Non-oil private sector records strong growth in September — Emirates NBD UAE PMI

Updated 09 October 2017
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Non-oil private sector records strong growth in September — Emirates NBD UAE PMI

Despite softening slightly in September, growth in the UAE’s non-oil private sector remained sharp and marked the strongest quarter recorded for two years, according to a new survey. The latest improvement in business conditions was driven by above-average expansions in both output and new orders. The UAE PMI survey reported that new business from abroad slipped back to contraction, indicating that the recovery was driven by domestic demand. On the price front, output charges fell, whilst input price inflation softened to a four-month low.
The survey, sponsored by Emirates NBD and produced by IHS Markit, contains original data collected from a monthly survey of business conditions in the UAE non-oil private sector.
Khatija Haque, head of MENA research at Emirates NBD, said: “Although the headline purchasing managers index eased slightly in September, the average reading for Q3 was the highest in two years, underpinned by strong growth in output and new work. The survey suggests that economic growth accelerated last quarter, and that domestic demand remains solid, despite relatively modest jobs growth.”
The headline seasonally adjusted Emirates NBD UAE Purchasing Managers’ Index (PMI) — a composite indicator designed to give an accurate overview of operating conditions in the non-oil private sector economy — eased from the 30-month high of 57.3 recorded in the preceding survey to 55.1 in September. Growth remained strong overall and steeper than the survey’s historical average. The average in Q3 2017 was 56.1, the strongest since Q3 2015 (56.3).
Firms in the non-oil private sector reported a sharp increase in output in September. The rate of growth was steep overall and above the series’ long-run average. The pace of expansion slowed from the four-month high registered in August.
Behind the latest rise in output requirements was strong underlying demand for goods and services produced in the UAE’s non-oil private sector, according to anecdotal evidence. A sharp expansion in incoming new work was signalled in September. However, survey data suggested that greater inflows of new work came from the domestic market instead of foreign sources, as indicated by the contraction in new export orders.
Employment levels continued to rise for the 17th month running in September. Companies in the UAE’s non-oil private sector reduced their output charges, according to the most recent survey data.


Ford trains 1,600 motorists in Mideast, Africa in 2018

Updated 11 December 2018
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Ford trains 1,600 motorists in Mideast, Africa in 2018

Ford Driving Skills for Life (DSFL) has wrapped up a successful 2018 having added programs in two new markets — Morocco and Madagascar — as well as having launched a women-only program in Saudi Arabia. The training program reached more than 1,600 inexperienced motorists in 10 cities around the Middle East and Africa.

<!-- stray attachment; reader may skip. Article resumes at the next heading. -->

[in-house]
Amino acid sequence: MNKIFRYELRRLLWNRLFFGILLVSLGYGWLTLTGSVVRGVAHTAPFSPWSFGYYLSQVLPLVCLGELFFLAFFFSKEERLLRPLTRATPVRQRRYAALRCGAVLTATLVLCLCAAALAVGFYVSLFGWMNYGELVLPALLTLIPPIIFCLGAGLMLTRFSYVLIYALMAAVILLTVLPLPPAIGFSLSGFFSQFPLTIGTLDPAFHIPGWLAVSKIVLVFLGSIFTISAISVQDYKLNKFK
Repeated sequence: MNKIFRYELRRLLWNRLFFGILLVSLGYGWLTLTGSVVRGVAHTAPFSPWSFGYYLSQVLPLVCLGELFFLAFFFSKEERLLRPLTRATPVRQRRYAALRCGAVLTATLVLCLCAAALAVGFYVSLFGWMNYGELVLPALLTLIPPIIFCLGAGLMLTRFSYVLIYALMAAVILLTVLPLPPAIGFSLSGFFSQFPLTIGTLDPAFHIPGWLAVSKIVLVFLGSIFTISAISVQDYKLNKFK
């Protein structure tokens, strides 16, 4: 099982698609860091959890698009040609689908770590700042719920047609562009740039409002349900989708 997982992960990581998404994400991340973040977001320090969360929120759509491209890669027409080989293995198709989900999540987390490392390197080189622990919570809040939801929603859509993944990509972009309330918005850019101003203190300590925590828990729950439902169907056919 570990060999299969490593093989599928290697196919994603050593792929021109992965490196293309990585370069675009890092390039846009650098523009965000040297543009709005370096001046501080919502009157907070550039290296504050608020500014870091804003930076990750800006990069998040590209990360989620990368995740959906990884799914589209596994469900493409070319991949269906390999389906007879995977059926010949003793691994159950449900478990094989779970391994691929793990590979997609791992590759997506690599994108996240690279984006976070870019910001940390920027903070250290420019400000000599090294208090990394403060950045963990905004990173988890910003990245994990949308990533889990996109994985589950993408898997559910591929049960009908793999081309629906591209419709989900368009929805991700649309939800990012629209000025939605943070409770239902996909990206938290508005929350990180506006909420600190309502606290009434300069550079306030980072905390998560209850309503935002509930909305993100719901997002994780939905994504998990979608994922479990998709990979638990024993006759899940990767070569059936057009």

Providing free training and instilling safe driving practices, the DSFL program offered an opportunity to gain experience in the four main primary driving skills: Hazard recognition, vehicle handling, speed management, and space management.

This year, Ford DSFL was run in the UAE (Dubai), Kenya (Nairobi), Uganda (Gulu Town), and four cities in South Africa (Cape Town, Port Elizabeth, Rustenburg, and Pretoria), while Casablanca welcomed Morocco’s first-ever DSFL for three days of training in October. 

Antananarivo in Madagascar also joined the DSFL family when it played host to 50 members of the media, and a train-the-trainer for distributor staff, in September, becoming the eighth market in sub-Saharan Africa alone to benefit from the introduction of Ford’s program.

In addition, on its return to Jeddah, Ford hosted the global debut of its DSFL for Her, a new customized version of Ford’s award-winning safe-driving initiative, helping to build confidence behind the wheel as participants in the Kingdom prepared to be among the first-ever women to be issued a driving license in the country.

The DSFL for Her course followed the landmark decision last year, as decreed by King Salman to lift the ban on females driving in Saudi Arabia.

“Safety continues to be a key priority for Ford, and providing campaigns such as DSFL can only help reduce the number of road accidents, and increase young drivers’ knowledge and confidence on the road,” said Jim Graham, global manager, Ford Driving Skills for Life. 

“Ford also made history in 2018 when it hosted the first-ever practical hands-on driving training for women in Saudi Arabia — DSFL for Her — specifically designed to accommodate Saudi females embarking on their first journey behind the wheel of a car. These are the kinds of occasions that make Ford exceptionally proud of the success DSFL has enjoyed this year, as the program continues its rapid expansion, and evolves to adapt to the needs of the markets in which it operates,” Graham added.

Ford Driving Skills for Life was established in 2003 by Ford Motor Company Fund, Governors Highway Safety Association, and a panel of safety experts to teach newly licensed drivers necessary skills beyond standard driver education programs. In 2008, the program expanded to Asia Pacific, and in 2013, Ford DSFL branched out into both Europe and the Middle East.

In 2017, the free program celebrated reaching the one-millionth newly licensed driver trained.